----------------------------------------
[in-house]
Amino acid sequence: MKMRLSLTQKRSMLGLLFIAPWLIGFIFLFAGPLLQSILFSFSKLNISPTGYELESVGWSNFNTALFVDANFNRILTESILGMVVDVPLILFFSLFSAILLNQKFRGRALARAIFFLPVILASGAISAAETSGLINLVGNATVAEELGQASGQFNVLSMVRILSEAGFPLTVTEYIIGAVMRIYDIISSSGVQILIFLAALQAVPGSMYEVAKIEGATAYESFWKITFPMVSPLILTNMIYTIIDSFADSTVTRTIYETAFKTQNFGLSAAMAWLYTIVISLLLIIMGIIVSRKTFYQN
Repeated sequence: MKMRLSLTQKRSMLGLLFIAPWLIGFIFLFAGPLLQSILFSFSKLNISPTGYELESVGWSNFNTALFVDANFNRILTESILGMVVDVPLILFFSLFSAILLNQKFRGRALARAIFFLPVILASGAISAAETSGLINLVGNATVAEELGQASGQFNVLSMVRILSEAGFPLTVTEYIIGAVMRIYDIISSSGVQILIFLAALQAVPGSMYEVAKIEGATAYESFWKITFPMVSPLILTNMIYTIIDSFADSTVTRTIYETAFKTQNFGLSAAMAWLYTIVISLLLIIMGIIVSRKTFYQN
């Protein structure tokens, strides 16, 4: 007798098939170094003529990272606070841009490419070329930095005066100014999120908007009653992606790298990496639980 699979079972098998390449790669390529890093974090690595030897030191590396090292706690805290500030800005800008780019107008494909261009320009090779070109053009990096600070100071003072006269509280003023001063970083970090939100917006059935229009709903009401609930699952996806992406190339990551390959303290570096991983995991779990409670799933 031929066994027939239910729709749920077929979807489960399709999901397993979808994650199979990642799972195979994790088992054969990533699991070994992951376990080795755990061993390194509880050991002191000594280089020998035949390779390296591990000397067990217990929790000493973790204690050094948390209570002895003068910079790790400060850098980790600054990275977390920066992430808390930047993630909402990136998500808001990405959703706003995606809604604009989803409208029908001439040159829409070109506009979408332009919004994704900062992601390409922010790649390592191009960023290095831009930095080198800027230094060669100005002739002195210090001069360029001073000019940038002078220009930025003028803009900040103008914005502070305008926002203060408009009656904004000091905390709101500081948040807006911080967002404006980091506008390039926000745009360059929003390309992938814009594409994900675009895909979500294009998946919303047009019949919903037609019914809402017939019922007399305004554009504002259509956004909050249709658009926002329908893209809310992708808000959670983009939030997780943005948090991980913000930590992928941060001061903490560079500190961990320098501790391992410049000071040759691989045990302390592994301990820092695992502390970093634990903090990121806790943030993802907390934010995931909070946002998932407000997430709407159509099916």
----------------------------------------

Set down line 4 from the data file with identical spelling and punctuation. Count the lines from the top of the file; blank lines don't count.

């Protein structure tokens, strides 16, 4: 007798098939170094003529990272606070841009490419070329930095005066100014999120908007009653992606790298990496639980 699979079972098998390449790669390529890093974090690595030897030191590396090292706690805290500030800005800008780019107008494909261009320009090779070109053009990096600070100071003072006269509280003023001063970083970090939100917006059935229009709903009401609930699952996806992406190339990551390959303290570096991983995991779990409670799933 031929066994027939239910729709749920077929979807489960399709999901397993979808994650199979990642799972195979994790088992054969990533699991070994992951376990080795755990061993390194509880050991002191000594280089020998035949390779390296591990000397067990217990929790000493973790204690050094948390209570002895003068910079790790400060850098980790600054990275977390920066992430808390930047993630909402990136998500808001990405959703706003995606809604604009989803409208029908001439040159829409070109506009979408332009919004994704900062992601390409922010790649390592191009960023290095831009930095080198800027230094060669100005002739002195210090001069360029001073000019940038002078220009930025003028803009900040103008914005502070305008926002203060408009009656904004000091905390709101500081948040807006911080967002404006980091506008390039926000745009360059929003390309992938814009594409994900675009895909979500294009998946919303047009019949919903037609019914809402017939019922007399305004554009504002259509956004909050249709658009926002329908893209809310992708808000959670983009939030997780943005948090991980913000930590992928941060001061903490560079500190961990320098501790391992410049000071040759691989045990302390592994301990820092695992502390970093634990903090990121806790943030993802907390934010995931909070946002998932407000997430709407159509099916």